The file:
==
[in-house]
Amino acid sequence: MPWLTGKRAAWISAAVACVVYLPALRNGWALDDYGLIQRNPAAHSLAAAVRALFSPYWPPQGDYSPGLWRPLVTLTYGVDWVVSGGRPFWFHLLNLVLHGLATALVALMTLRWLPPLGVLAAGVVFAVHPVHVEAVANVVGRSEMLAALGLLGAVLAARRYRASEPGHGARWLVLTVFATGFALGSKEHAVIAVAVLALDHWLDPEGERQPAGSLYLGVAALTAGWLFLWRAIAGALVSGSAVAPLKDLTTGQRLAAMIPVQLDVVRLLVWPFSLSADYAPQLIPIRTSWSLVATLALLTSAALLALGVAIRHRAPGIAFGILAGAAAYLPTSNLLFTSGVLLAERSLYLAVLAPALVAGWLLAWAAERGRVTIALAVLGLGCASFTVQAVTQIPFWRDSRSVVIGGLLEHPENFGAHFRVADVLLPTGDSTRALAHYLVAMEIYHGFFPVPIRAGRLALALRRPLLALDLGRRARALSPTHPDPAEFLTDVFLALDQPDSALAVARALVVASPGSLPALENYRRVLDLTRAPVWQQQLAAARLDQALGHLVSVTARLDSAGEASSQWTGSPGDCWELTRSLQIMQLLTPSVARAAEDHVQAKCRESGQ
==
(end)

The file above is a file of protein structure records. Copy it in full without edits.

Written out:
[in-house]
Amino acid sequence: MPWLTGKRAAWISAAVACVVYLPALRNGWALDDYGLIQRNPAAHSLAAAVRALFSPYWPPQGDYSPGLWRPLVTLTYGVDWVVSGGRPFWFHLLNLVLHGLATALVALMTLRWLPPLGVLAAGVVFAVHPVHVEAVANVVGRSEMLAALGLLGAVLAARRYRASEPGHGARWLVLTVFATGFALGSKEHAVIAVAVLALDHWLDPEGERQPAGSLYLGVAALTAGWLFLWRAIAGALVSGSAVAPLKDLTTGQRLAAMIPVQLDVVRLLVWPFSLSADYAPQLIPIRTSWSLVATLALLTSAALLALGVAIRHRAPGIAFGILAGAAAYLPTSNLLFTSGVLLAERSLYLAVLAPALVAGWLLAWAAERGRVTIALAVLGLGCASFTVQAVTQIPFWRDSRSVVIGGLLEHPENFGAHFRVADVLLPTGDSTRALAHYLVAMEIYHGFFPVPIRAGRLALALRRPLLALDLGRRARALSPTHPDPAEFLTDVFLALDQPDSALAVARALVVASPGSLPALENYRRVLDLTRAPVWQQQLAAARLDQALGHLVSVTARLDSAGEASSQWTGSPGDCWELTRSLQIMQLLTPSVARAAEDHVQAKCRESGQ